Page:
November 28th, 2011, by Abby Benson  

Week in Review, or Like Ducks Talking to Chickens

The holiday week started early for the Joint Select Committee on Deficit Reduction, which announced on Monday after three months of discussions that they had failed to reach a deficit reduction deal as required in the Budget Control Act. The Committee technically had until Wednesday to unveil its results, but the co-chairs admitted formally on Monday that they were unable to reach an agreement on the makeup of $1.2 trillion in cuts to government spending to avoid “sequestration.”  Throughout the discussions, Democrats and Republicans stuck to their own party’s talking points and, much like ducks talking to chickens, never reached common ground. The failure to reach a deal is of great concern to research organizations, since sequestration could result in significant cuts to discretionary spending that supports research.  A summary released by Senate Majority Leader Reid’s (D-NV) office on Monday estimated that non-defense discretionary spending would face a 5.5% to 7.8% cut annually over the next ten years, while defense discretionary spending would face a  8.5% to 10% cut annually.

Sequestration wouldn’t kick in until January 2013, which means that some members of Congress are contemplating ways to “fix” the situation to avoid significant cuts. Of particular concern are the effects that defense discretionary spending cuts would have on the military, especially as Secretary Panetta has threatened that “If Congress fails to act over the next year, the Department of Defense will face devastating, automatic, across-the-board cuts that will tear a seam in the nation’s defense.” If Congressional efforts to avoid sequestration focus disproportionately on defense spending, this could put additional pressure on non-defense discretionary spending, where most research support is drawn from.

Also of Note

Immigration. The U.S. Chamber of Commerce, along with several scientific societies, industry and university associations penned a letter to the Chair and Ranking Member of the House Committee on the Judiciary, asking them to reform the employment-visa system for highly skilled workers. Their letter asserts that “Students who earn Master’s or Ph.D. degrees in science, technology, engineering and mathematics (STEM) fields from American universities are sought after by employers all over the world because they are job creators. They have the skills and talents to innovate, expand, and prosper.”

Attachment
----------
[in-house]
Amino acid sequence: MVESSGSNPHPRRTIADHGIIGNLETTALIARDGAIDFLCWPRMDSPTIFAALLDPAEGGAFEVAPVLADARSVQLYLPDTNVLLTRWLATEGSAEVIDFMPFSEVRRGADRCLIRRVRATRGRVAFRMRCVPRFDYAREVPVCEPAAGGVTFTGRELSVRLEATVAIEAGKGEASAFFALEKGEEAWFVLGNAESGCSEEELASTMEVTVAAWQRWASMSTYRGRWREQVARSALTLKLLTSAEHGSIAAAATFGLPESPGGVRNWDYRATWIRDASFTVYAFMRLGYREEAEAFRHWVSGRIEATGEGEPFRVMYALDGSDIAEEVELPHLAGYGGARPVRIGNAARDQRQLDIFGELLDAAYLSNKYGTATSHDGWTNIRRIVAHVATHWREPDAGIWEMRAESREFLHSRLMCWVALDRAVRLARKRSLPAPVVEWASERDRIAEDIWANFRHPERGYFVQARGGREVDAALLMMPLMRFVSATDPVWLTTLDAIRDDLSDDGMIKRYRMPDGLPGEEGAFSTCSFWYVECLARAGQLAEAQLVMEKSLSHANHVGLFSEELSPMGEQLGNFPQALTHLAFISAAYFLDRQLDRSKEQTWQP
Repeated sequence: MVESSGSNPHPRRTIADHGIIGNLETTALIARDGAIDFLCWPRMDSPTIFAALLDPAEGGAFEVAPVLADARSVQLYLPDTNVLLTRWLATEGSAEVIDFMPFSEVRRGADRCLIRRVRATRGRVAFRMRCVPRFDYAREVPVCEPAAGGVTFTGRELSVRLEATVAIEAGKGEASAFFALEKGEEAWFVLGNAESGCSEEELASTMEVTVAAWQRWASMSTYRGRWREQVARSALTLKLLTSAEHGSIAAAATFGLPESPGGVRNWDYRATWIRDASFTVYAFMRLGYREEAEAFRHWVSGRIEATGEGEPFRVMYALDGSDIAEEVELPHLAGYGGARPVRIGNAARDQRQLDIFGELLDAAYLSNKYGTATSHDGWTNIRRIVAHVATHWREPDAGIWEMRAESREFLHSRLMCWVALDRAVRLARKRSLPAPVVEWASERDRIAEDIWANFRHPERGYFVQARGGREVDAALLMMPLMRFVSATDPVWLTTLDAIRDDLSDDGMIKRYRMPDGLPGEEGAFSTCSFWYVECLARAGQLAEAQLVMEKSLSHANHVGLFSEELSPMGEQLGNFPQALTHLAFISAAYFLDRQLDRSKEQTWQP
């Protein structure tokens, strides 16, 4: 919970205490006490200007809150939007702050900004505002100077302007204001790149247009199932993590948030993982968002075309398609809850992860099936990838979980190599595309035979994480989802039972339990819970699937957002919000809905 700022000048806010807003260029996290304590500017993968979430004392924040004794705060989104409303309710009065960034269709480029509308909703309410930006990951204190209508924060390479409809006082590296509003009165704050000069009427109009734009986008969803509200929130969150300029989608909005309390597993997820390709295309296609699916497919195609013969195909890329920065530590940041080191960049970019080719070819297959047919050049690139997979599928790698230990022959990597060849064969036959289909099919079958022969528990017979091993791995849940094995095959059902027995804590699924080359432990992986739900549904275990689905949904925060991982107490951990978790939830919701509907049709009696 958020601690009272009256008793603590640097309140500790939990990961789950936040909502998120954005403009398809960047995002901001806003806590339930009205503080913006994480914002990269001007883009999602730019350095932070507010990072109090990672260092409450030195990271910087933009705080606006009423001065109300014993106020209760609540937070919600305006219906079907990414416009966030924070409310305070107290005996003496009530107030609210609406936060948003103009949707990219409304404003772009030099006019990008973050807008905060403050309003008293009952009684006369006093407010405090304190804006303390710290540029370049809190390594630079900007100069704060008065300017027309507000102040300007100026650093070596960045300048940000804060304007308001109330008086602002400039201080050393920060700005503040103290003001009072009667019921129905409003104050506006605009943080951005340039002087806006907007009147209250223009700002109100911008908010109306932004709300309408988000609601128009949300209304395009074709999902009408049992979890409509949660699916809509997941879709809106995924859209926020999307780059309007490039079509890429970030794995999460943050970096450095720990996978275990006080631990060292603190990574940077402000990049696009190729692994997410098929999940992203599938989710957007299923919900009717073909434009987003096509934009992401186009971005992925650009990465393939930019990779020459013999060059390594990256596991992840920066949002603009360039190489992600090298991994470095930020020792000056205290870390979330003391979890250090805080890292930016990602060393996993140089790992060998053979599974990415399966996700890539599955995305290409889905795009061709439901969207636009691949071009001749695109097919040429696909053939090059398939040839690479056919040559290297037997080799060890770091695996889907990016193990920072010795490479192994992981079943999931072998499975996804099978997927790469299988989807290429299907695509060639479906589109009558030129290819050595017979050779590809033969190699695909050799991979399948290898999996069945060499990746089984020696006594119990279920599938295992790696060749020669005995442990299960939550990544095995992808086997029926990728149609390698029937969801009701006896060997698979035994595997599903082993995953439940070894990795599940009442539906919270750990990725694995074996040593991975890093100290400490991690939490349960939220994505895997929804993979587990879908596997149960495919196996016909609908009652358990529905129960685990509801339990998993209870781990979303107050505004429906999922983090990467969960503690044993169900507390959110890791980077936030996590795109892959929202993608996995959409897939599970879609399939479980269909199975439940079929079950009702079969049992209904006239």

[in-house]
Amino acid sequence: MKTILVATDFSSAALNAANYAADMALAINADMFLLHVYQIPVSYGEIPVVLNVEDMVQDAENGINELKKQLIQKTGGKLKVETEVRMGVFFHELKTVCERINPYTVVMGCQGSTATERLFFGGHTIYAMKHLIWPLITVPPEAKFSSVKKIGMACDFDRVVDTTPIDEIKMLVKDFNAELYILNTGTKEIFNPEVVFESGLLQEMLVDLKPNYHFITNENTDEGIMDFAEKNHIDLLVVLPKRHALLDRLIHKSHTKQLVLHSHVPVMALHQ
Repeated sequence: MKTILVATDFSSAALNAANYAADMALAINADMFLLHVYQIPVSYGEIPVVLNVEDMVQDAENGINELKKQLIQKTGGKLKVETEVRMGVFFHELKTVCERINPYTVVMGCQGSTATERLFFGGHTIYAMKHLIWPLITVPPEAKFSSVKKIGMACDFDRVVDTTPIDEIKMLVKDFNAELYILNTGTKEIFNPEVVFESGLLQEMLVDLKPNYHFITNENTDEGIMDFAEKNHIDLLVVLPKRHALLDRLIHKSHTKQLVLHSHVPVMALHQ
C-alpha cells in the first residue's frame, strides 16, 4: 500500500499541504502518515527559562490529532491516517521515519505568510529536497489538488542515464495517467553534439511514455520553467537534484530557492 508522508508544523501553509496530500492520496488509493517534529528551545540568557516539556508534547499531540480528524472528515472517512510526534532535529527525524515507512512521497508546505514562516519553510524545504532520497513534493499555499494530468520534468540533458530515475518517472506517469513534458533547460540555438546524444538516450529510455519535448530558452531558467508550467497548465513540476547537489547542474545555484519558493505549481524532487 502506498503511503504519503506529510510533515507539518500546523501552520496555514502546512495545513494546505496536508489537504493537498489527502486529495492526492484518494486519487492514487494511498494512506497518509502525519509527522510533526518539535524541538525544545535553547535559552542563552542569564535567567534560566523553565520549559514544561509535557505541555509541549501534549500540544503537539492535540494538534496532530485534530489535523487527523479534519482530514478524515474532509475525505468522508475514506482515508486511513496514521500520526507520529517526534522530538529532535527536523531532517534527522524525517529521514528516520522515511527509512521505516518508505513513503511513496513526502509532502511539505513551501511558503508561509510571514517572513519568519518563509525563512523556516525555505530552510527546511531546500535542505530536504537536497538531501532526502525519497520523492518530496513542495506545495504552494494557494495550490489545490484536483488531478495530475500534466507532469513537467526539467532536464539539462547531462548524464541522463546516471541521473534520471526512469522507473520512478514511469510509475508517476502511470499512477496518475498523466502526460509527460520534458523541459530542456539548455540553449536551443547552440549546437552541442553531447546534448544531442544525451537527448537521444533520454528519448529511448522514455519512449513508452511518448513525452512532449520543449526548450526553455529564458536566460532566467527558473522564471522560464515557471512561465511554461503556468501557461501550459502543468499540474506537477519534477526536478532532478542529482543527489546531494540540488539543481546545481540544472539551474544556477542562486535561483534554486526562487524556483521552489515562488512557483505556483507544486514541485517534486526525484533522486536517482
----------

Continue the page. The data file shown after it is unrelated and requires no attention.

In Print

Detailed estimates of the effects of sequestration on research agencies will likely emerge in the coming weeks, but GenomeWeb Daily reported on what the cuts might mean for the National Institutes of Health (NIH) and the National Science Foundation (NSF): “Such a cut at NIH would mean the agency would be able to provide about 2,500 to 2,700 fewer research project grants per year. It also would mean a per-year cut of $530 million at NSF, which would translate to a cut of $430 million for research grants. At that level, NSF would be able to fund around 1,500 fewer research and education grants, supporting roughly 18,000 fewer researchers, students, and technical support personnel than it did in fiscal year 2011.”

In a Forbes editorial, Henry Miller responded to recent calls by Michael Crow, President of Arizona State University, to reorganize the NIH. Miller says of Crow’s proposal to reorganize the 27 institutes into three that “his cure surely would be worse than the disease.”

What’s on Deck


  • The American Chemical Society will hold a luncheon briefing in the Capitol Visitors Center (SVC 209-08) on Critical Materials Shortages, Opportunity for Competitive Innovation. Contact science_congress (at) for event details.


  • The House Science, Space, and Technology Committee, Energy and Environment Subcommittee, will hold a hearing on Fostering Quality Science at EPA: Perspectives on Common Sense Reform.
  • The House Science, Space, and Technology Committee, Investigations and Oversight Subcommittee, will hold a hearing on Stimulus Oversight: An Update on Accountability, Transparency, and Performance.


  1. Week in Review, or Budget Resolve :: NEWScience Policy says:

    March 19th, 2012 at 7:27 am (#)

    […] used in the Senate. The resolution may also may include provisions aimed at limiting the impact of sequestration, the automatic spending cuts scheduled to begin in January of 2013 that would result in just under […]